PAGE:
The next morning as Paul wandered into work, his head was moderately clear but he was fatigued from his three nocturnal bathroom trips. The extra water easily countered the dehydration fears but it also forced him out of bed three separate times to bladder relief. As he began to assemble the picture boards, he made a point to consider this the first time with hopes that the new day would provide him with some epiphany for elegant windshield wiper insights. His boss loomed over his cubicle, with bugged out eyes and flapping jowls that made him look like the illegitimate son of S.Z. Sakall. He was curious if Paul had made any inroads on the project and although this was the first day of work on the project, his constant drop-in visits were customary due to his own lack of abilities to accomplish anything other than pushing creative people to their brink.

“Hey, Paul.”

“Good morning, John.”

“Have you got any ideas of the alternative wiper installation insert yet?”

“I got a couple but they are all bad."

John laughed the nervous laugh of a energized dilettante and then disappeared from view. He knew he could never make the words sing like Paul so he faded from his work space in hopes that the departure would spur some creative energy.

Nonplussed, Paul got down to work and forced himself into the perspective of the purchaser. There was going to be four pieces within the wiper package: two adapter clips, the folded/inserted instructions and the wiper itself. Paul knew that the standard consumer would rarely look at the wiper he was replacing nor would he take time to determine what the current assembly looked like. Paul knew, and focus groups backed him up, that the traditional purchaser would rip the wiper out of the sealed box, pull the old wiper off the wiper assembly and spend ten minutes trying to figure out how the whole thing was supposed to go together again as they tried to recall the original state. He knew this was his opportunity to make things better for the consumer and he dug deep into his soul to try to find the right verb to make the manual elegantly fall together. It was not exactly Humpty Dumpty but reverse engineering the assembly while relying on memory muscle of thirty seconds ago was also not a good plan.

Older customers would review the current assembly, inventory the new blade (and all the contents) and try to replicate the steps prior to disassembling the old wiper. However, a vast majority of the purchasers were young men with no interest in gathering wisdom; their method was to rip open everything and try to retrofit their theories with the brutal reality of multi-step assembly. In the technical writing game, he was forced to always factor in the foolish and the borderline illiterate and it was beginning to weigh on his internal creative force. As he stood over the story panels, he was interrupted by movement, which he caught on the periphery. The motion was attached to a stranger but he determined quickly that she was a new employee as the shiny orientation folder was prominently displayed within her grasp and her facial expression was one of absorption to the surroundings of the office.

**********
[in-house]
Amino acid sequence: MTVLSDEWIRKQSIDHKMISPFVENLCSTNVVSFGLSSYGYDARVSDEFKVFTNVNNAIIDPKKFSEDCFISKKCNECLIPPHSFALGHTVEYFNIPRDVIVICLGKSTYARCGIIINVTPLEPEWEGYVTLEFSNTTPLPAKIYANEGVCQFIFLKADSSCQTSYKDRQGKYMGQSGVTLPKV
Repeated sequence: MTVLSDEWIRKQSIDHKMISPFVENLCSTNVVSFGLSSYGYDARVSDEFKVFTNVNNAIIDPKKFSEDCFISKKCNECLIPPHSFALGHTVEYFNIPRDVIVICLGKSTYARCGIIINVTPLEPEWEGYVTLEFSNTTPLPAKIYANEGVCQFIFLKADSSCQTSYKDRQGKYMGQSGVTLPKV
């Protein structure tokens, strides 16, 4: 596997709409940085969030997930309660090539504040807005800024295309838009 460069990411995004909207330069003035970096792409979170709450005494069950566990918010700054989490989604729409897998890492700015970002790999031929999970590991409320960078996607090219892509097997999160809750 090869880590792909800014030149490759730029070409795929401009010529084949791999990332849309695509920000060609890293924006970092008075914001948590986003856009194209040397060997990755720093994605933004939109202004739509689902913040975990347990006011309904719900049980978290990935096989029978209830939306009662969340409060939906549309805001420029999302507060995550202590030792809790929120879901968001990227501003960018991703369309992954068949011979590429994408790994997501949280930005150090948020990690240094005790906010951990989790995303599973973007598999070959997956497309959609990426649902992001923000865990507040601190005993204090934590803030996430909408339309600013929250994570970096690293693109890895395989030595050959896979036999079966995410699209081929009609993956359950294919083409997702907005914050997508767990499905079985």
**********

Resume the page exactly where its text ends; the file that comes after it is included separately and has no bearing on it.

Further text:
“Hi”

Her perfect voice came out of her cute face and for a moment, Paul was transfixed. He stared back and mustered a grunt of response but he accompanied it with a handshake. He didn’t know where it came from but it did allow himself a moment to collect his thoughts, retract his stomach muscles and follow-up with something somewhat debonair. This distraction was not factored into his creative process so he had no idea where this beautiful deviation was going to send him.

“Hello,” said Paul. It wasn’t exactly the embodiment of vox populi, but it was an attempt to initiate a conversation. He didn't have much to work with in social situations so he always believed in starting off small.

She smiled. Paul had not noticed her before and rarely, if ever, socialized at work but her overall cuteness was something to behold.

“Is this your first day?”

She smiled the smile of a goddess again and said, “Yes. I am sorry to interrupt you but I got lost and went down the wrong aisle.”

“I understand. This is a confusing building; where are you trying to go?”

“Accounts Payable in the Accounting department.”

Ignoring the redundancy, Paul said, “That group is over two aisles in the back, by the big window.” Paul pointed majestically and immediately became embarrassed with the grandiose nature of his directions. He blushed but the mysterious and amazingly cute woman acted as nothing had happened.

"Thank you. If I may be so bold as to ask, what are you doing?”

“I am writing an instruction manual and need to incorporate as many pictures as possible with it. I can’t rely on many words as this thing will likely be used for several languages,” said Paul with an air of international authority.

“Wow! That is fascinating.”

Paul blushed again. It was amazing that vision of cuteness and all that is good could make his job sound so great. His response was an honest one so the blushing, although evident, was contained somewhat by the circumstances.